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Ledbetter v. Merck was a big deal when it came down last year. Here’s what we wrote back then.

(Then, as now, Bexis played no role in writing posts about the case, since his firm is involved in the Vioxx defense. Blame Herrmann alone for what follows.)

Judge Randy Wilson, in Harris County, Texas, was overseeing the Texas statewide Vioxx proceedings.

A Texas statute says that if the warnings accompanying a “pharmaceutical product” were approved by the FDA, then “there is a rebuttable presumption that the” drug manufacturer is “not liable with respect to the allegations involving failure to provide adequate warnings.” Tex. Civ. Prac. & Rem. Code Sec. 82.007(a). Vioxx was of course approved by the FDA, so Merck was presumptively not liable for failure to warn. That’s the immunity.

A plaintiff can, however, rebut the immunity — the presumption of non-liability established by subsection (a) — “by establishing that” the drug manufacturer “withheld from or misrepresented to the United State Food and Drug Administration required information that was material and relevant to the performance of the product and was causally related” to the plaintiff’s injury. Tex. Civ. Prac. & Rem. Code Sec. 82.007(b)(1). That’s the fraud-on-the-FDA exception to immunity.

Seven years ago, in a different context, the U.S. Supreme Court held that private plaintiffs cannot pursue claims of fraud on the FDA. Buckman v. Plaintiffs’ Legal Committee, 531 U.S. 341 (2001).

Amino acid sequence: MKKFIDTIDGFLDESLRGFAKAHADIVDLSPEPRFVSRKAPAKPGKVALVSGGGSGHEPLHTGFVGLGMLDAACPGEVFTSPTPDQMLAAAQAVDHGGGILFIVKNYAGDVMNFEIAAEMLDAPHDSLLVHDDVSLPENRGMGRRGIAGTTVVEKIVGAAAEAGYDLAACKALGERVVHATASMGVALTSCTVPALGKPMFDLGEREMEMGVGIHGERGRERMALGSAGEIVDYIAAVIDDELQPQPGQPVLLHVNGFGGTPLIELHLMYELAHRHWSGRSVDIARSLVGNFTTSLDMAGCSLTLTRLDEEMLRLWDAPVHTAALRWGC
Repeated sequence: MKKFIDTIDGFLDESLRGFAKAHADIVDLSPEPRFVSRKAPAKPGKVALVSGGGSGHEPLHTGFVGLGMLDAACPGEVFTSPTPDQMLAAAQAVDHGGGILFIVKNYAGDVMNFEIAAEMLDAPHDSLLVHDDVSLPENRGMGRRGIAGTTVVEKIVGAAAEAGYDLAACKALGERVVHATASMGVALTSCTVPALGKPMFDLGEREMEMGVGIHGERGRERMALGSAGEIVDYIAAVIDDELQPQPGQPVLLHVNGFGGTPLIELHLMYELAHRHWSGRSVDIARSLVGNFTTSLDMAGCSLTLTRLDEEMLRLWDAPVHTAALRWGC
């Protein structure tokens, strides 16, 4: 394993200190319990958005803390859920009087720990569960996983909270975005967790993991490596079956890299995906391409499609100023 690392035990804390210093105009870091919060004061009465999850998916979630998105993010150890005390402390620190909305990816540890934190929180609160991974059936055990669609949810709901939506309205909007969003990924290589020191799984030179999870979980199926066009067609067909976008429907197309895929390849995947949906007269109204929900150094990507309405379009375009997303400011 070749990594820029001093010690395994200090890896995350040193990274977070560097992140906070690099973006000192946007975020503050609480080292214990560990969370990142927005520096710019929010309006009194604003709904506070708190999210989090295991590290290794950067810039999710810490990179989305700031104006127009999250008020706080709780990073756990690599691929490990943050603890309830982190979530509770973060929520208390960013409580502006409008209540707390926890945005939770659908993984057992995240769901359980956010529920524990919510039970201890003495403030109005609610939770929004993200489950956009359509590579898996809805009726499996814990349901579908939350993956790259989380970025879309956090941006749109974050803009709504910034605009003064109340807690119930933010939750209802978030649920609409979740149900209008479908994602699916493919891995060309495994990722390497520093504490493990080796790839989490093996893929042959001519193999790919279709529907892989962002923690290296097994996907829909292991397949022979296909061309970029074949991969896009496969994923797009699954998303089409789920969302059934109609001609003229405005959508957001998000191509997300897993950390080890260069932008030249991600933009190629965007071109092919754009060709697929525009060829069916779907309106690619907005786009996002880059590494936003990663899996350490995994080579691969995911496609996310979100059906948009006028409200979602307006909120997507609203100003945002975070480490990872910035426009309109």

In the trial court decision in Ledbetter, Judge Wilson held that Buckman applies to preempt the fraud-on the-FDA exception to non-liability under Texas law, leaving only the immunity intact. That was a big win for Merck — it would not be liable for failure to warn.

Ledbetter appealed.

Last month, on May 15, 2008, the Texas Court of Appeals dismissed Ledbetter’s appeal. See Ledbetter v. Merck & Co., No. 14-07-00551-CV, 2008 WL 2066580 (Tex. App. –Hous. (14th Dist.) May 15, 2008). Ledbetter had asked the court not only to dismiss the appeal, but also to dismiss the underlying lawsuit and vacate Judge Wilson’s orders in the trial court — which would have erased an important precedent for the defense. The appellate court, however, granted only the motion to dismiss the appeal; the court denied the motion to vacate the trial court order, leaving it intact.

That’s a subsequent history that drug and device lawyers should be aware of, so we’re spreading the word here.